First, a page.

Legendary Arkansas coach Frank Broyles, in his famed genteel drawl, was fond of saying, "They always remember what you do in November."
Indeed they do, and with the calendar flipping to November in this final year of the BCS, it's also worth remembering that the only sure thing going forward is that nothing's for sure.
This is when it gets good, when upsets become the norm, when the ranks of the unbeaten start to dwindle and when the players and coaches on those teams at the top of the BCS standings start to hear the "Twilight Zone" theme in their sleep.
Weird things just seem to invariably happen once we get to November and beyond in the college football season, and it would probably only be fitting if the BCS' last hurrah provided us with some of the most compelling drama yet.
So what can we expect?
For starters, the six unbeaten teams from BCS conferences aren't all going to stay unbeaten. In fact, No. 3 Florida State and No. 7 Miami square off this weekend in Tallahassee.
The fact that we have a Florida State-Miami game that carries national championship implications only adds to the intrigue. It's the first time since 2004 that the two heated rivals have met as top-10 opponents.
It's also the first time they've both entered the game unbeaten (with each having at least seven wins) since 1991. That was the famed Wide Right I game, when No. 2 Miami beat No. 1 Florida State 17-16 after the Seminoles' Gerry Thomas missed a 34-yard field-goal attempt in the final seconds.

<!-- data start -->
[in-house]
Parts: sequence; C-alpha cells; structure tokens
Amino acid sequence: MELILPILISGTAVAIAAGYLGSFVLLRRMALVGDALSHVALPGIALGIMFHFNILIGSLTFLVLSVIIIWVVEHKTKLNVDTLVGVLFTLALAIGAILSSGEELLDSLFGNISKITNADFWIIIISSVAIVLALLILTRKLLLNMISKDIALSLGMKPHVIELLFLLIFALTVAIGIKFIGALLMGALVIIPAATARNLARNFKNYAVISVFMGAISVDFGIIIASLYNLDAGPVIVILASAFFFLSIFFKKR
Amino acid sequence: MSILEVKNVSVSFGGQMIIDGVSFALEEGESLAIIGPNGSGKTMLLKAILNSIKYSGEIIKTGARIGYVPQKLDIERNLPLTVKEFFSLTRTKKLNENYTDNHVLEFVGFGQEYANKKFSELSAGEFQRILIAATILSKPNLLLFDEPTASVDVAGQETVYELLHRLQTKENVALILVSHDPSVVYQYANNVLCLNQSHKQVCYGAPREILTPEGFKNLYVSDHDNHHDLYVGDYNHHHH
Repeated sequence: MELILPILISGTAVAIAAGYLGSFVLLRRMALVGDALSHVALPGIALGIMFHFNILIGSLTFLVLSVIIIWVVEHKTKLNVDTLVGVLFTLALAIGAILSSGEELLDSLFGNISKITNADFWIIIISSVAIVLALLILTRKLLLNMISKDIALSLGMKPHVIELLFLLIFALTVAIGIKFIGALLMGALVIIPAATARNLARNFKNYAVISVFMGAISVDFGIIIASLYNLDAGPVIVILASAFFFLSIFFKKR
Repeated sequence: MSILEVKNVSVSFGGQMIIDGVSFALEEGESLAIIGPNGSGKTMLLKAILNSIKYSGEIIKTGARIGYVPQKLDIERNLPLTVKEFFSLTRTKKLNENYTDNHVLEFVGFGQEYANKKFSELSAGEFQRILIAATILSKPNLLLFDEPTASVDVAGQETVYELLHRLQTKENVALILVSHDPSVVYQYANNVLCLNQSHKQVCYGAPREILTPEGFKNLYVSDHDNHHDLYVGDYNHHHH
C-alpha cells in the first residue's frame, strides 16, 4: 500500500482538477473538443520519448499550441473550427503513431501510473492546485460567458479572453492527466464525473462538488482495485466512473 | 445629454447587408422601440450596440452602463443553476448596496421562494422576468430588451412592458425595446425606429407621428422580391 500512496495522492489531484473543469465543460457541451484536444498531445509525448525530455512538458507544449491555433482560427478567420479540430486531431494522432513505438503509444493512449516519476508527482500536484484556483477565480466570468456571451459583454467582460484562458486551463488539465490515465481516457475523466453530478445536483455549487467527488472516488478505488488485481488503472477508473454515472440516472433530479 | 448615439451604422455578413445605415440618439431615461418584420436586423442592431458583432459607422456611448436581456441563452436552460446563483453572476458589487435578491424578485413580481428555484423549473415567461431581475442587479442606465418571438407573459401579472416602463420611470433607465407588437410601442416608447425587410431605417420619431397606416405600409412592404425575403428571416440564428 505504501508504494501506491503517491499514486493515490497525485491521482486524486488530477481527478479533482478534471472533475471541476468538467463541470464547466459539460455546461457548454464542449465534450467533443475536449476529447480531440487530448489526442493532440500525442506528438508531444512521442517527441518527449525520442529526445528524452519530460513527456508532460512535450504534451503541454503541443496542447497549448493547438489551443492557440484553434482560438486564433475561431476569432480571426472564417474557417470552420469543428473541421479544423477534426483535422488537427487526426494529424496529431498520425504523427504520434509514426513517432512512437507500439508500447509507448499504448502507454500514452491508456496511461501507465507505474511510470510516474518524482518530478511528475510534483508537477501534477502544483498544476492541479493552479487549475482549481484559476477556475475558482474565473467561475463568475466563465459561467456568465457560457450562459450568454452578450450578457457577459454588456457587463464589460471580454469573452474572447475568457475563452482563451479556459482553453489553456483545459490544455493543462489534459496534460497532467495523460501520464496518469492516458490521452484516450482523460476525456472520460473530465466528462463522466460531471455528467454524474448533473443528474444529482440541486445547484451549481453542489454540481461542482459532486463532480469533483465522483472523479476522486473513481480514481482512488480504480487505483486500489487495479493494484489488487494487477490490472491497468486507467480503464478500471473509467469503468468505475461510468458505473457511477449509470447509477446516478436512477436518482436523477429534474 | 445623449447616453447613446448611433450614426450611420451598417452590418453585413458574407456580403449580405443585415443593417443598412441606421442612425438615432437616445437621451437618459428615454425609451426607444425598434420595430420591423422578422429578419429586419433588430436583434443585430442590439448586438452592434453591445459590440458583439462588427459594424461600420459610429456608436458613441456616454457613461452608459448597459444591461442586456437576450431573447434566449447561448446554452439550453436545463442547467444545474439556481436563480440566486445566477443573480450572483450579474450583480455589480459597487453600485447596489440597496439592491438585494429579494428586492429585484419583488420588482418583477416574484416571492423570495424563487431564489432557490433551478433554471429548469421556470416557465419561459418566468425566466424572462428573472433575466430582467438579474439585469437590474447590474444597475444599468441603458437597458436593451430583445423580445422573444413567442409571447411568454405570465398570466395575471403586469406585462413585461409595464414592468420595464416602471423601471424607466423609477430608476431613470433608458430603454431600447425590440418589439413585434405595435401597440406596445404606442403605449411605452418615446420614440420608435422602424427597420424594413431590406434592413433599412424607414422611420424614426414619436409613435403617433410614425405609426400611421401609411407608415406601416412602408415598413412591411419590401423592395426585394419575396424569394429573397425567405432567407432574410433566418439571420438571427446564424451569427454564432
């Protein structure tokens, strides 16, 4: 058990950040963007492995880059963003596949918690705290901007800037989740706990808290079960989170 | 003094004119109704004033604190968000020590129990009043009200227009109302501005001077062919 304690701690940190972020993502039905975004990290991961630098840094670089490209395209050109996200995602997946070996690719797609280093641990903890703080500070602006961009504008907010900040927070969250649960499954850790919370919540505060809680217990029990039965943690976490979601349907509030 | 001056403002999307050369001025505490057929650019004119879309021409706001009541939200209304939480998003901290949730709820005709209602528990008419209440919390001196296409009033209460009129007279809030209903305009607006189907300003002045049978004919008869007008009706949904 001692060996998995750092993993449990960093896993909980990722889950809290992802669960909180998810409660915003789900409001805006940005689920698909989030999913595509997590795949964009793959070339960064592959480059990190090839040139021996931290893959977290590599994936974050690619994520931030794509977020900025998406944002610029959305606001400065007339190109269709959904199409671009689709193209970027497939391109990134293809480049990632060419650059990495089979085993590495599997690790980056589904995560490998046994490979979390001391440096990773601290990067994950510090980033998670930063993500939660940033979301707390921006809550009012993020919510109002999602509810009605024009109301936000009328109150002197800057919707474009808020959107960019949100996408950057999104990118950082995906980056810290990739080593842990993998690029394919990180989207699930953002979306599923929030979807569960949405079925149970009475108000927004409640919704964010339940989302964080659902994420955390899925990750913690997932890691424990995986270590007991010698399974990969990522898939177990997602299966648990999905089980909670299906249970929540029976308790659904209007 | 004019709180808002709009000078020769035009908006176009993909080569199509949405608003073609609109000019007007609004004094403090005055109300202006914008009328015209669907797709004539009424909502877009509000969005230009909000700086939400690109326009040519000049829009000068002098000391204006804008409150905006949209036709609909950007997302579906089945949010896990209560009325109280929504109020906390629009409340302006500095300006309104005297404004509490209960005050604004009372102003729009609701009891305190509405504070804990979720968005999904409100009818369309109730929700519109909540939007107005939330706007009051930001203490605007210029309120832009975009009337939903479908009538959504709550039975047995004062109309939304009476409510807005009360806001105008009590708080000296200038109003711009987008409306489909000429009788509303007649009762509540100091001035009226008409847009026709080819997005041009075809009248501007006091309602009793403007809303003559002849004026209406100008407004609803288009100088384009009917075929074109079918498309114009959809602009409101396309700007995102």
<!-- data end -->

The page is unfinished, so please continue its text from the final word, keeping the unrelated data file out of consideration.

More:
Of course, the next year, the Seminoles had to deal with Wide Right II when Dan Mowrey's 39-yard attempt to tie the game was no good, preserving Miami's 19-16 win.
It's difficult to see Saturday's game coming down to a field goal. Florida State is a huge favorite at home and has won six of its seven games this season by at least 28 points, while Miami had to scratch and claw just to get past Wake Forest and North Carolina the last two weeks.
But, remember, this is November. There are no gimmes.
It's like trying to get those final three outs in a tight baseball game. The ninth inning takes on a whole new life.
That's where we are right now in the college football season. Every snap, every decision, every turnover, every missed tackle and every injury are magnified.
"I think the cumulative effect of the season probably affects every team to some degree," Alabama coach Nick Saban said.
The same goes for being at the top of your game each week.
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